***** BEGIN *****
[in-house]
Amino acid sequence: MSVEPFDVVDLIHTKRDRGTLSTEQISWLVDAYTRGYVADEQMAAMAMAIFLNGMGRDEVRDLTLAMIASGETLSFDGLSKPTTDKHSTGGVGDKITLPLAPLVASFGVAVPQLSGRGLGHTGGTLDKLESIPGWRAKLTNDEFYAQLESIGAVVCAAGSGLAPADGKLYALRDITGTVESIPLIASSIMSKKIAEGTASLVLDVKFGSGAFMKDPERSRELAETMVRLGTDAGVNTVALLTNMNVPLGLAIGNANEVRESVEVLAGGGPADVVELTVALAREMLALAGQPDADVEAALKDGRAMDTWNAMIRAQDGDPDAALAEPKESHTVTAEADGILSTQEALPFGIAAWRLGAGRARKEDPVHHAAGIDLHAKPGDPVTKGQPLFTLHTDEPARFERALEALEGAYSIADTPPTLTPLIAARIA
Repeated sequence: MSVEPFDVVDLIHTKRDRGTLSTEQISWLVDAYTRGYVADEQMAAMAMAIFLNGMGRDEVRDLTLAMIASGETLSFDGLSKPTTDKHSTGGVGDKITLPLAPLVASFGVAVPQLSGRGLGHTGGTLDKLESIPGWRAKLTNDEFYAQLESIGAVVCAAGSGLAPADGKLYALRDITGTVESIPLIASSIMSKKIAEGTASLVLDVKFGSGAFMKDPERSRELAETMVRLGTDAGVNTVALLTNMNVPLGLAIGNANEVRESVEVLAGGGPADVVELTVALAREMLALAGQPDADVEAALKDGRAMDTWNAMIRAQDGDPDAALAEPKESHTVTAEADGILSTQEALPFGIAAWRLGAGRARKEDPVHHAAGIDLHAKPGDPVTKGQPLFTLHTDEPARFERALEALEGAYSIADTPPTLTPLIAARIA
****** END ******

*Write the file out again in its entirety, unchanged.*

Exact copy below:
[in-house]
Amino acid sequence: MSVEPFDVVDLIHTKRDRGTLSTEQISWLVDAYTRGYVADEQMAAMAMAIFLNGMGRDEVRDLTLAMIASGETLSFDGLSKPTTDKHSTGGVGDKITLPLAPLVASFGVAVPQLSGRGLGHTGGTLDKLESIPGWRAKLTNDEFYAQLESIGAVVCAAGSGLAPADGKLYALRDITGTVESIPLIASSIMSKKIAEGTASLVLDVKFGSGAFMKDPERSRELAETMVRLGTDAGVNTVALLTNMNVPLGLAIGNANEVRESVEVLAGGGPADVVELTVALAREMLALAGQPDADVEAALKDGRAMDTWNAMIRAQDGDPDAALAEPKESHTVTAEADGILSTQEALPFGIAAWRLGAGRARKEDPVHHAAGIDLHAKPGDPVTKGQPLFTLHTDEPARFERALEALEGAYSIADTPPTLTPLIAARIA
Repeated sequence: MSVEPFDVVDLIHTKRDRGTLSTEQISWLVDAYTRGYVADEQMAAMAMAIFLNGMGRDEVRDLTLAMIASGETLSFDGLSKPTTDKHSTGGVGDKITLPLAPLVASFGVAVPQLSGRGLGHTGGTLDKLESIPGWRAKLTNDEFYAQLESIGAVVCAAGSGLAPADGKLYALRDITGTVESIPLIASSIMSKKIAEGTASLVLDVKFGSGAFMKDPERSRELAETMVRLGTDAGVNTVALLTNMNVPLGLAIGNANEVRESVEVLAGGGPADVVELTVALAREMLALAGQPDADVEAALKDGRAMDTWNAMIRAQDGDPDAALAEPKESHTVTAEADGILSTQEALPFGIAAWRLGAGRARKEDPVHHAAGIDLHAKPGDPVTKGQPLFTLHTDEPARFERALEALEGAYSIADTPPTLTPLIAARIA